Sinead Bowles is a first year student on the BA(Hons) Criminal justice with Offender Management degree. She is already gaining experience working for the deputy governor in HMP Stafford with level five and six students, and has written about her experiences.
The original building for HMP Stafford was built in 1793, and this was further expanded on as the population grew. The category C prison now holds around 750 offenders, who have committed sexual offences. Due to the origins of the buildings the site is astounding and fortunately me and two of my peers had the privilege of a guided tour with the deputy governor Claud Lofters, which was distinctly dissimilar to what would have been expected from such a prison.
NEW PARAGRAPH. NEW PARAGRAPH. NEW PARAGRAPH. NEW PARAGRAPH. NEW PARAGRAPH.
Claud was keen to explore why his employee’s appeared to be disconnected from the importance of their role, both in rehabilitation and support of those offenders kept in the prison.This is something which we will be conducting further research on. We intend to hold focus groups with staff, to highlight the amazing work they do every day and see what suggestions they may have which could create higher motivation and engagement. From this we aim to create a job description with a more holistic view of the role of a prison officer to help create a rehabilitative culture.
Our tour began, by being shown around one of the blocks. The number of doors, the landings, and the halls where overwhelming. One inmate kindly offered to show us his cell, which he shared with one other person, the rooms were well sized, had shower rooms and this inmate in particular had a TV and other bits such as speakers, suggesting he was a higher status based on behaviour. As we were talking to this gentleman, he started to explain how HMP Stafford has helped him and that in comparison to other institutions this was the best in terms of facilities and support.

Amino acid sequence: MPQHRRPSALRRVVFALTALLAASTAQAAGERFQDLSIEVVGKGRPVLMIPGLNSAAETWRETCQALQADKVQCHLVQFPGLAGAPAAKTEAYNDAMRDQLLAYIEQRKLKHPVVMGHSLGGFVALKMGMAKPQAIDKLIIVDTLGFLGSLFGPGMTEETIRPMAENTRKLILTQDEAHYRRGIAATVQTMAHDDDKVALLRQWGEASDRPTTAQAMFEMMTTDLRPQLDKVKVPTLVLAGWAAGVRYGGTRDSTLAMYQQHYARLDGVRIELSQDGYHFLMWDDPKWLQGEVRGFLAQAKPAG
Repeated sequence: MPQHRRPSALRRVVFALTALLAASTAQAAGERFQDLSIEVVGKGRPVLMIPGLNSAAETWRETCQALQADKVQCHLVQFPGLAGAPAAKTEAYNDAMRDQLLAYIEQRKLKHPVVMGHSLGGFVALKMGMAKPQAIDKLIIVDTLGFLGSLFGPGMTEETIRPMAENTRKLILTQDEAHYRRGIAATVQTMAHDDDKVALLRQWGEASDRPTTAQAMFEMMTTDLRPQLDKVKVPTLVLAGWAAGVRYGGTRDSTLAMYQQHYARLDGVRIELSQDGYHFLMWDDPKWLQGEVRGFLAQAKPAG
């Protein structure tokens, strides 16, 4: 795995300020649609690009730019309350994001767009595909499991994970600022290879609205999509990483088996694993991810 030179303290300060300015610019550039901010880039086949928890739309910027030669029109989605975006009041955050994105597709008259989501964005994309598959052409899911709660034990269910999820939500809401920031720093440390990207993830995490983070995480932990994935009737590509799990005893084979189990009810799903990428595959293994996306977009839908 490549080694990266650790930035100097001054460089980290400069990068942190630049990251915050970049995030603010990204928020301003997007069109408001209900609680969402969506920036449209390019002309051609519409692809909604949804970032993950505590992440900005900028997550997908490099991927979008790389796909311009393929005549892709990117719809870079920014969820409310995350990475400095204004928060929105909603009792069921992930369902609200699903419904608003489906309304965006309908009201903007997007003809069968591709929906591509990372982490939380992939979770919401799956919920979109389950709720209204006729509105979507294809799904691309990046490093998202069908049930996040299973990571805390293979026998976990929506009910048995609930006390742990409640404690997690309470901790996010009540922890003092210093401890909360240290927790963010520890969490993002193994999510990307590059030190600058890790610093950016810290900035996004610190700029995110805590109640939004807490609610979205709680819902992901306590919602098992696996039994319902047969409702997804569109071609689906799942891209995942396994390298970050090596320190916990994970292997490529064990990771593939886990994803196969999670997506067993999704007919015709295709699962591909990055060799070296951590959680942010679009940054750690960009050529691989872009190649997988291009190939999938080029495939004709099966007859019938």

Our tour then moved onto seeing the prisons goats and chickens. These are kept to help the inmates feel that they had the responsibility to help care for these animals, on this day families were coming to visit and as this was the school holidays it has been requested that the goats were taken up to the visitation room to meet some of the children. Me, Natalie, Molly and Claud were asked to help take the goats up. From personal experience I can confirm that getting the leads onto goats and getting them upstairs is not easy! But it was very warming to see the children excited and to see the inmates getting time with their families. It was also delightful to see the efforts which the prison officers, and staff will go to in order to help the inmates.
We were very lucky to be able to go into the senior area where the older prisoners can go in the day, some of the inmates were working on a project. This project involves making flowers out of different coloured papers which then go into a handmade box, and other inmates can purchase these at a low cost to gift to their visitors. Younger prisoners are able to learn different skills at HMP Stafford, the end of our tour was being shown these, which involve painting and decorating, the skills needed to be a barber, brick laying, and even a course which allows inmates to go onto work on train tracks which lasts ten weeks but outside of prison could take a few years, Claud explained they wish to offer inmates skills which could allow them to be self-employed due to their criminal background.
Our day at HMP Stafford was very informative and eye opening, our research team was very grateful for the opportunity to be shown around and are very excited for our ongoing work with the prison.